It was performed with the Cervus Software (field Genetics, Ltd. UK), appropriate for high scale paternity analyses using codominant loci to generate interpretable results of the genetic comparison of many putative parents with many kids. Paternity is assigned to the most probable candidates with a predetermined confidence level. from the allelic frequencies obtained, paternity exclusion analysis was performed for the whole herd as well as for the Nubia and Boer groups using the following data for each locus: number of typed individuals (n), number of alleles for a given locus (k), number of heterozygous individuals (Hets), number of homozygous individuals (Homs), observed heterozygosity (HO), expected heterozygosity (HE), polymorphic information content (PIC), exclusion power for each parent (Excl1, Excl2), and total exclusion power (EP).The following definitions are useful for the interpretation of results: PIC, Polymorphic information content: discriminatory power of loci considering allele number and relative frequency; values range from 0 (monomorphic) to 1 (highly discriminative) with numerous alleles of similar frequencies. Excl1, total exclusion power with data from a given parent. Excl2, total exclusion power with data from the given parents. HE, Expected heterozygosity: predicted by Hardy-Weinberg law. Hets, Heterozygotes: number of typed individuals with two different alleles for a given locus. HO, Observed heterozygotes: number of heterozygous individuals divided by the total number of individuals typed for a given locus. Homs, Homozygotes: number of typed individuals with identical alleles for a given locus. k, Number of alleles found in a given locus. n, Number of genotyped individuals.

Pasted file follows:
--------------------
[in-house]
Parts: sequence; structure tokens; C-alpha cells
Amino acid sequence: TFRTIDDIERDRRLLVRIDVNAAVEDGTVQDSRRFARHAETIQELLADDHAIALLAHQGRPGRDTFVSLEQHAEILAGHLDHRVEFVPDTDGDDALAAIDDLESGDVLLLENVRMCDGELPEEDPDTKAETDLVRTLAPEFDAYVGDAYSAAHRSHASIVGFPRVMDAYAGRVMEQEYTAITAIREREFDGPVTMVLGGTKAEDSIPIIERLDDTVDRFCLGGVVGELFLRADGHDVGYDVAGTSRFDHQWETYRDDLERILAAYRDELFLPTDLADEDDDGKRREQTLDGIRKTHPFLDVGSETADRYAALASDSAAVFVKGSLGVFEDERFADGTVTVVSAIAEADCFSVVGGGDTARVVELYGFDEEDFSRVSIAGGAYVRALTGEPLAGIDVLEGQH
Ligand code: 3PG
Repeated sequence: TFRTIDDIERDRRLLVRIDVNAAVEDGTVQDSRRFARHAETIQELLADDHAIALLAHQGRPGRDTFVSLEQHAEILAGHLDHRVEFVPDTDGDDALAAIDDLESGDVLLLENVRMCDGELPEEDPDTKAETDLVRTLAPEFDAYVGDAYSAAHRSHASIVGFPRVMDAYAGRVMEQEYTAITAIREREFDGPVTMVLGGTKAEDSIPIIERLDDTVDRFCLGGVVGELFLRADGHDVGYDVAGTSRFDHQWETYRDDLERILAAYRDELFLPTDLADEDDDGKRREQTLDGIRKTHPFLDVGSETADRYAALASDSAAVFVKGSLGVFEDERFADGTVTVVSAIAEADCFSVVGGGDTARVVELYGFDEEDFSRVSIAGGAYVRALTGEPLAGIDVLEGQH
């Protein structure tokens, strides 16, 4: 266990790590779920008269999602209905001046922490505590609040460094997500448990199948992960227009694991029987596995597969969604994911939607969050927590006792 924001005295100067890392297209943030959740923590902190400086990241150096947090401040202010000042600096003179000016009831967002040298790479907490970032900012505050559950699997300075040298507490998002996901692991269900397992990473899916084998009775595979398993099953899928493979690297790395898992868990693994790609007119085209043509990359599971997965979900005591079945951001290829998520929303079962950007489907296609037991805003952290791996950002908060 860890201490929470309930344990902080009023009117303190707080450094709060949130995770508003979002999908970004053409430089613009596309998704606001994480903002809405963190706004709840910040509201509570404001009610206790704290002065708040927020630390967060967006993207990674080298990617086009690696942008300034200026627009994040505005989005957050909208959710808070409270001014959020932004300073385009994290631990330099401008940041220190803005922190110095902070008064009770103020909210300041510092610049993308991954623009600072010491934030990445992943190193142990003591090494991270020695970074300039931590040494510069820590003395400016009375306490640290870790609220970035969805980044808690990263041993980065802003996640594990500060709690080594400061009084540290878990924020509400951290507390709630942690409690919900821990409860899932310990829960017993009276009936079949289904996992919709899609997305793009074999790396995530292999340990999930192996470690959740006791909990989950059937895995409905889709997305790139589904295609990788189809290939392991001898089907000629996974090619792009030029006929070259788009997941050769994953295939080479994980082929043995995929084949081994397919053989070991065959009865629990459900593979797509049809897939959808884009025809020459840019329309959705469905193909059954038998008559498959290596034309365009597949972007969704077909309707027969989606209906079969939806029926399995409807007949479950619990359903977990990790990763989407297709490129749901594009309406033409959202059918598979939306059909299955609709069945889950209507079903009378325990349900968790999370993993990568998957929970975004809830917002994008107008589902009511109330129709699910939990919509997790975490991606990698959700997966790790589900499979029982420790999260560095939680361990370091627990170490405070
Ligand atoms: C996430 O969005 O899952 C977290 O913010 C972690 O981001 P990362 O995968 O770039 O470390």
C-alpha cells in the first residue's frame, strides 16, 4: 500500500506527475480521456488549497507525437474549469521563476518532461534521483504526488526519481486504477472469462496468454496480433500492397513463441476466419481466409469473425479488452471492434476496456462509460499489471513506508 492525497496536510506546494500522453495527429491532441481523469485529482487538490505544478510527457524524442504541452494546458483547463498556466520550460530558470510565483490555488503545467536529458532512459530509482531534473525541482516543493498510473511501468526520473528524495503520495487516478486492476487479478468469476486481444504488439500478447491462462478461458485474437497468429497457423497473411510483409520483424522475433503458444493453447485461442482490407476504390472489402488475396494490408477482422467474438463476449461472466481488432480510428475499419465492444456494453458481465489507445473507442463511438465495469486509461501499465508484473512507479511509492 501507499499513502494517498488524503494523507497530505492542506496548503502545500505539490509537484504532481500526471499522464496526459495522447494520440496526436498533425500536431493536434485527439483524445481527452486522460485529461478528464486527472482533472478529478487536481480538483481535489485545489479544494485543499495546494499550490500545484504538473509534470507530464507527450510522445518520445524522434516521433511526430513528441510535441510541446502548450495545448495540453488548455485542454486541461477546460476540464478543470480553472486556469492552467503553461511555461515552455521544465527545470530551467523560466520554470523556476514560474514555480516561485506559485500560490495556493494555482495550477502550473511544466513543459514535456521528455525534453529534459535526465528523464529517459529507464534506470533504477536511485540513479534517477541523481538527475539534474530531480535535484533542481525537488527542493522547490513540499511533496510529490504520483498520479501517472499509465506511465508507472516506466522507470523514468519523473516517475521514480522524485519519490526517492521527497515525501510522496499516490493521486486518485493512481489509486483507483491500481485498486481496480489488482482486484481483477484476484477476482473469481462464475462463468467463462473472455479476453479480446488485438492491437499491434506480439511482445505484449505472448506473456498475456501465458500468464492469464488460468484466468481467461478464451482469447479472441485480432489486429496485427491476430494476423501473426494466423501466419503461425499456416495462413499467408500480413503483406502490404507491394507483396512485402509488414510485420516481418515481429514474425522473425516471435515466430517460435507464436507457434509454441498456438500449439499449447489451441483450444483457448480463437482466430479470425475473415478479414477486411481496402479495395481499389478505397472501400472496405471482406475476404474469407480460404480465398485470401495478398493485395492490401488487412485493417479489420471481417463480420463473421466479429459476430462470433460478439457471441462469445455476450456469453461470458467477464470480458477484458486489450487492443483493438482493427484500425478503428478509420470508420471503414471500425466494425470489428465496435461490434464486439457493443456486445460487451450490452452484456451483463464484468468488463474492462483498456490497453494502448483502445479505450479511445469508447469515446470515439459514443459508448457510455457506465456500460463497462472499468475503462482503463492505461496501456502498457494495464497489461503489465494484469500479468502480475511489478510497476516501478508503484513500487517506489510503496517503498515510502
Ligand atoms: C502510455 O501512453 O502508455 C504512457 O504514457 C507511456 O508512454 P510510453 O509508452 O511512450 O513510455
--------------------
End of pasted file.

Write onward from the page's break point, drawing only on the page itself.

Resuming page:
Based on the allelic frequencies for each locus, two types of exclusion probability may be calculated: with one already known parent and without one already known parent.
A typical electropherogram exemplifying the allele patterns of a SRCRSCP locus in two different female-male-kid trios is shown in figure 1, which shows the locus 6 allele of two Boer trios in which the male and female parents are either identical (trio 5) or different (trio 7) allele patterns.
Figure 1. Alleles of Boer male-female- offspring (M-F-K) trios 7 and 5 amplified with the SRCRSP 6 primer set separated by electrophoresis in a polyacrylamide gel. Lane L, 50 bp ladder (position of 150- and 100-bp markers indicated to the left). Left M-F-K samples: Boer trio 7. Right M-F-K samples: Boer trio 5.
Alelos de padre-madre-cría en Boer (M-F-K) de los tríos Boer 7 y 5 amplificados con el juego de iniciadores SRCRSP 6, separados por electroforesis en un gel de poliacrilamida. Carril L, escalera con marcadores de 50 pb (posiciones de los marcadores de 150- y 100-pb indicadas en el extremo izquierdo). Muestras M-F-K de la izquierda: trío 7 Boer 7. Muestras M-F-K de la derecha: trío 5 Boer.